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Cotton prices fall but retailers reap no benefit

British fashion industry players have expressed frustration at the lack of a trickle-down effect from the falling price of cotton around the world.

Global cotton prices, having been falling since 2011, dropped 23% between June and August 2014 alone, according to UK organisation Cotton Outlook. However, those contacted by Drapers had yet to see any effect, with many saying the fall was likely to be offset by other costs.

Adam Mansell, director of special projects for the UK Fashion & Textile Association (UKFT), welcomed the drop, pointing out that prices reached a record high of around $2.30 (£1.40) per pound of cotton in 2011. It is currently 68 cents (41p). But he added: “Falling prices will be offset by labour costs, shipping and so on, which are all going up.”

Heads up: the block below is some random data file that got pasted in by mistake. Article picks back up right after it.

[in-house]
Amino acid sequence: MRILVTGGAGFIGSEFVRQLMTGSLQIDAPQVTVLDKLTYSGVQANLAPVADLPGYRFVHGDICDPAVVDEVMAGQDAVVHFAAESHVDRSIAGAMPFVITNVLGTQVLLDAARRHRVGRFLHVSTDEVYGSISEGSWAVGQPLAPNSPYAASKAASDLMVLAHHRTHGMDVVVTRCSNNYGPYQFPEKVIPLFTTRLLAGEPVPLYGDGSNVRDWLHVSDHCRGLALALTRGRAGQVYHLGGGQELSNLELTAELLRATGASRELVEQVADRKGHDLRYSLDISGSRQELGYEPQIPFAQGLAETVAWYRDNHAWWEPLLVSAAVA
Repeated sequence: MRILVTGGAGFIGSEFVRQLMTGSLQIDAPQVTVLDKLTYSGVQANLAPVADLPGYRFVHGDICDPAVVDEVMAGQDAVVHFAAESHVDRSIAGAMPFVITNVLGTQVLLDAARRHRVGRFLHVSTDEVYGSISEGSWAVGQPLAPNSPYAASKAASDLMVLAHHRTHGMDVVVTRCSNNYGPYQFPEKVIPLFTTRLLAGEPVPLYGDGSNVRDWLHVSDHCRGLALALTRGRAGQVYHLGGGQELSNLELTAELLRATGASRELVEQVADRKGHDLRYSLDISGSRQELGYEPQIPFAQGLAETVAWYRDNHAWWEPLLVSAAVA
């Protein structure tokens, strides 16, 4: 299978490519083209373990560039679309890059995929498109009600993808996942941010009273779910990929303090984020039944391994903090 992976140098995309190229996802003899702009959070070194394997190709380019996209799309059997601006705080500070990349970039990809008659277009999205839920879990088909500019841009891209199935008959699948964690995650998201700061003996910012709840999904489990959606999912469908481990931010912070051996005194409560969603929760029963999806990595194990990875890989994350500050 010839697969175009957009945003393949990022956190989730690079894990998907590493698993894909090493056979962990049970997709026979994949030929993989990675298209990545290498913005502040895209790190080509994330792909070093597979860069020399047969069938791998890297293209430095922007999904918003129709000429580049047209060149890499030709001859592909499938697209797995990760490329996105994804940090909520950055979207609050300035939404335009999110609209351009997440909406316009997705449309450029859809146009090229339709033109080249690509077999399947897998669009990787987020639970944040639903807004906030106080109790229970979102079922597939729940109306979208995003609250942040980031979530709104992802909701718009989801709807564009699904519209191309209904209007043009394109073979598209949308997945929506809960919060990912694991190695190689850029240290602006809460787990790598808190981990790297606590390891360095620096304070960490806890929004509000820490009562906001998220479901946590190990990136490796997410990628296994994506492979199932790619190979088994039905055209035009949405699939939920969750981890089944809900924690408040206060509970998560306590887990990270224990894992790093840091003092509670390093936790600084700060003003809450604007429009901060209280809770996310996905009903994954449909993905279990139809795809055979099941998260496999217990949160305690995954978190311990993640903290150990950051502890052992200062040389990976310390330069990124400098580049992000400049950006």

Mukesh Desai, owner of streetwear brand Borough 33, said: “We’re at the higher end of the market; there is a lot of workmanship involved, so any reduction in cotton costs are swallowed up in manufacturing.” Other brands told a similar story.

One high street supplier told Drapers any benefit they might have seen from the falling prices had been offset by the rising cost of sourcing from Bangladesh in the wake of the Rana Plaza disaster in 2013.

Experts have attributed the accelerated fall in prices to China’s decision earlier this year to sell off its large stockpile, coupled with a bumper US cotton harvest in 2014-15.

Jon Devine, senior economist for US organisation Cotton Incorporated, expects prices to stay low for the next couple of years.

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